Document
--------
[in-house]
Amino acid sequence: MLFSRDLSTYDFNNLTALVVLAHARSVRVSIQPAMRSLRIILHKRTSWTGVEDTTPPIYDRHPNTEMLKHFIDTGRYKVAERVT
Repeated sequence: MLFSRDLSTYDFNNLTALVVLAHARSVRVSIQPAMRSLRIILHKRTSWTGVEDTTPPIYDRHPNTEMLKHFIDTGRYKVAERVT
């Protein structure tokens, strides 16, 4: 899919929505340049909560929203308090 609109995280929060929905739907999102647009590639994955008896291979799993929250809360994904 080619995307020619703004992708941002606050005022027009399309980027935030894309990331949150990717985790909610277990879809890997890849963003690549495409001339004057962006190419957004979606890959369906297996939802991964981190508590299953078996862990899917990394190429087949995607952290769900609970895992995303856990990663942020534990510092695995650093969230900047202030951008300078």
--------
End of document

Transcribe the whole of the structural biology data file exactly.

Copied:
[in-house]
Amino acid sequence: MLFSRDLSTYDFNNLTALVVLAHARSVRVSIQPAMRSLRIILHKRTSWTGVEDTTPPIYDRHPNTEMLKHFIDTGRYKVAERVT
Repeated sequence: MLFSRDLSTYDFNNLTALVVLAHARSVRVSIQPAMRSLRIILHKRTSWTGVEDTTPPIYDRHPNTEMLKHFIDTGRYKVAERVT
């Protein structure tokens, strides 16, 4: 899919929505340049909560929203308090 609109995280929060929905739907999102647009590639994955008896291979799993929250809360994904 080619995307020619703004992708941002606050005022027009399309980027935030894309990331949150990717985790909610277990879809890997890849963003690549495409001339004057962006190419957004979606890959369906297996939802991964981190508590299953078996862990899917990394190429087949995607952290769900609970895992995303856990990663942020534990510092695995650093969230900047202030951008300078």